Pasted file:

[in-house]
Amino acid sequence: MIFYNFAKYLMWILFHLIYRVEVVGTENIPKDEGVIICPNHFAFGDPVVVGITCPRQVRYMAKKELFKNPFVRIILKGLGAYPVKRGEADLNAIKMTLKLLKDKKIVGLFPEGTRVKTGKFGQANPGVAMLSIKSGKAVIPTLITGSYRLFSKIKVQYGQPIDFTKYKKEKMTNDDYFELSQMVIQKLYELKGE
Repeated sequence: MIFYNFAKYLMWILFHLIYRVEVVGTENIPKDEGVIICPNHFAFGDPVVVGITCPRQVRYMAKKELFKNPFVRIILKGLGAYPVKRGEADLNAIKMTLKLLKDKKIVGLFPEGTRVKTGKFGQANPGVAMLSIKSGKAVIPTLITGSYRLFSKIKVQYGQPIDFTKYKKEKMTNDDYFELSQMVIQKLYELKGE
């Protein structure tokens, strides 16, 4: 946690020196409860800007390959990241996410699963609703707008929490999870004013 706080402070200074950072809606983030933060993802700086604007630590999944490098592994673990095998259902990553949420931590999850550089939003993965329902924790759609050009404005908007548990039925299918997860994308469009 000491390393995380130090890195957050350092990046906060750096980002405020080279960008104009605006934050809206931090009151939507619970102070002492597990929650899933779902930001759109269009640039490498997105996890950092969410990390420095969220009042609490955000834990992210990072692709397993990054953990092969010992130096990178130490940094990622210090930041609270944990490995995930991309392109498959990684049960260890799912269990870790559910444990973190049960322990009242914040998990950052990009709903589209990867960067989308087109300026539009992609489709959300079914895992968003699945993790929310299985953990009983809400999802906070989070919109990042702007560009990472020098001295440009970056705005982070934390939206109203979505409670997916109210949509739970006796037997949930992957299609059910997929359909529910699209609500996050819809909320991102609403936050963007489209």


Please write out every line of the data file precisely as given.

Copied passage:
[in-house]
Amino acid sequence: MIFYNFAKYLMWILFHLIYRVEVVGTENIPKDEGVIICPNHFAFGDPVVVGITCPRQVRYMAKKELFKNPFVRIILKGLGAYPVKRGEADLNAIKMTLKLLKDKKIVGLFPEGTRVKTGKFGQANPGVAMLSIKSGKAVIPTLITGSYRLFSKIKVQYGQPIDFTKYKKEKMTNDDYFELSQMVIQKLYELKGE
Repeated sequence: MIFYNFAKYLMWILFHLIYRVEVVGTENIPKDEGVIICPNHFAFGDPVVVGITCPRQVRYMAKKELFKNPFVRIILKGLGAYPVKRGEADLNAIKMTLKLLKDKKIVGLFPEGTRVKTGKFGQANPGVAMLSIKSGKAVIPTLITGSYRLFSKIKVQYGQPIDFTKYKKEKMTNDDYFELSQMVIQKLYELKGE
């Protein structure tokens, strides 16, 4: 946690020196409860800007390959990241996410699963609703707008929490999870004013 706080402070200074950072809606983030933060993802700086604007630590999944490098592994673990095998259902990553949420931590999850550089939003993965329902924790759609050009404005908007548990039925299918997860994308469009 000491390393995380130090890195957050350092990046906060750096980002405020080279960008104009605006934050809206931090009151939507619970102070002492597990929650899933779902930001759109269009640039490498997105996890950092969410990390420095969220009042609490955000834990992210990072692709397993990054953990092969010992130096990178130490940094990622210090930041609270944990490995995930991309392109498959990684049960260890799912269990870790559910444990973190049960322990009242914040998990950052990009709903589209990867960067989308087109300026539009992609489709959300079914895992968003699945993790929310299985953990009983809400999802906070989070919109990042702007560009990472020098001295440009970056705005982070934390939206109203979505409670997916109210949509739970006796037997949930992957299609059910997929359909529910699209609500996050819809909320991102609403936050963007489209």